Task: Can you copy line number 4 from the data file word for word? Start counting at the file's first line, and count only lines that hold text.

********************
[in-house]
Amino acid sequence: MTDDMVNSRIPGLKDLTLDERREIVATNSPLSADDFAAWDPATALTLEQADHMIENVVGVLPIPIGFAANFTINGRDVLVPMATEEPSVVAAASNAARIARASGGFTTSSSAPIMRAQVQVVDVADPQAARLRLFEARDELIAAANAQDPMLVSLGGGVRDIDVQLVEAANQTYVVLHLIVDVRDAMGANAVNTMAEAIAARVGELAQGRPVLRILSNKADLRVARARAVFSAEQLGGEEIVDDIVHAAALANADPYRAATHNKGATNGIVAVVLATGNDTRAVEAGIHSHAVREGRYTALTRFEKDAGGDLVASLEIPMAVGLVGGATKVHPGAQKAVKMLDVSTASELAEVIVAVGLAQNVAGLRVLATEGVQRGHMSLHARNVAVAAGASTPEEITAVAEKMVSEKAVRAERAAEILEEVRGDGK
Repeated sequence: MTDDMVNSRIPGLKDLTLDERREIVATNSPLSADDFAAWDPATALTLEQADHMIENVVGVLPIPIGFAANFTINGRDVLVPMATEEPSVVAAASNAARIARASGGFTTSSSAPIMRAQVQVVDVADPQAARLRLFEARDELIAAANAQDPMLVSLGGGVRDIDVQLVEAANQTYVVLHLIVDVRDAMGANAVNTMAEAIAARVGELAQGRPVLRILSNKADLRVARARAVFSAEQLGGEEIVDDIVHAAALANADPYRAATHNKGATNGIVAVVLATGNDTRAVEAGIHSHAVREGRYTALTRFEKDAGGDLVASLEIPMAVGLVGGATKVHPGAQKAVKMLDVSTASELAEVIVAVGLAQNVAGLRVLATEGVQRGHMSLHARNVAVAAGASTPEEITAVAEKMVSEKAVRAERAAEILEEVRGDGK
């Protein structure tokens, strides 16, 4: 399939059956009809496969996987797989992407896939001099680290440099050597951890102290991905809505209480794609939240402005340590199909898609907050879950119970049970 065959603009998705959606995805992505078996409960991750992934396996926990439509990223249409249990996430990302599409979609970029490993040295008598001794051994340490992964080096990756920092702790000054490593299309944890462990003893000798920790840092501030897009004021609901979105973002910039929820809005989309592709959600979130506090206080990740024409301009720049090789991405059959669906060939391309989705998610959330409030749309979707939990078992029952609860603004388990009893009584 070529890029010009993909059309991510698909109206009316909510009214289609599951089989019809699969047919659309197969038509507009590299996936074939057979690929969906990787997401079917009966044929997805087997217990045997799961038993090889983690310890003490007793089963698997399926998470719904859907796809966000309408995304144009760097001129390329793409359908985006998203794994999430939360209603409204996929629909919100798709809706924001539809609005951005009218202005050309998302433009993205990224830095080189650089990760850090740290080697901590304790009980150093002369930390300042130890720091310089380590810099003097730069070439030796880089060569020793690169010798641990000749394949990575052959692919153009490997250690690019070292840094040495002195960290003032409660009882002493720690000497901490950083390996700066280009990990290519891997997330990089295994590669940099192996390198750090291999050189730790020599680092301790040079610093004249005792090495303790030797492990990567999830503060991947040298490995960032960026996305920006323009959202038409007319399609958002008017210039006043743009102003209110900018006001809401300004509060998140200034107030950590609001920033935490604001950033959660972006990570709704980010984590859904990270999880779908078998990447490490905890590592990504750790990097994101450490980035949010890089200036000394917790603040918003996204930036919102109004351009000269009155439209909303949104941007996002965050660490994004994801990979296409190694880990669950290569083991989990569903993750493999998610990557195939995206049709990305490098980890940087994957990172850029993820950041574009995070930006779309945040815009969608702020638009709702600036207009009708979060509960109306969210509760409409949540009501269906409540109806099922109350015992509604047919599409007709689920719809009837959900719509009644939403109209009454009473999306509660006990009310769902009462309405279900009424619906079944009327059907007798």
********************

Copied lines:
């Protein structure tokens, strides 16, 4: 399939059956009809496969996987797989992407896939001099680290440099050597951890102290991905809505209480794609939240402005340590199909898609907050879950119970049970 065959603009998705959606995805992505078996409960991750992934396996926990439509990223249409249990996430990302599409979609970029490993040295008598001794051994340490992964080096990756920092702790000054490593299309944890462990003893000798920790840092501030897009004021609901979105973002910039929820809005989309592709959600979130506090206080990740024409301009720049090789991405059959669906060939391309989705998610959330409030749309979707939990078992029952609860603004388990009893009584 070529890029010009993909059309991510698909109206009316909510009214289609599951089989019809699969047919659309197969038509507009590299996936074939057979690929969906990787997401079917009966044929997805087997217990045997799961038993090889983690310890003490007793089963698997399926998470719904859907796809966000309408995304144009760097001129390329793409359908985006998203794994999430939360209603409204996929629909919100798709809706924001539809609005951005009218202005050309998302433009993205990224830095080189650089990760850090740290080697901590304790009980150093002369930390300042130890720091310089380590810099003097730069070439030796880089060569020793690169010798641990000749394949990575052959692919153009490997250690690019070292840094040495002195960290003032409660009882002493720690000497901490950083390996700066280009990990290519891997997330990089295994590669940099192996390198750090291999050189730790020599680092301790040079610093004249005792090495303790030797492990990567999830503060991947040298490995960032960026996305920006323009959202038409007319399609958002008017210039006043743009102003209110900018006001809401300004509060998140200034107030950590609001920033935490604001950033959660972006990570709704980010984590859904990270999880779908078998990447490490905890590592990504750790990097994101450490980035949010890089200036000394917790603040918003996204930036919102109004351009000269009155439209909303949104941007996002965050660490994004994801990979296409190694880990669950290569083991989990569903993750493999998610990557195939995206049709990305490098980890940087994957990172850029993820950041574009995070930006779309945040815009969608702020638009709702600036207009009708979060509960109306969210509760409409949540009501269906409540109806099922109350015992509604047919599409007709689920719809009837959900719509009644939403109209009454009473999306509660006990009310769902009462309405279900009424619906079944009327059907007798």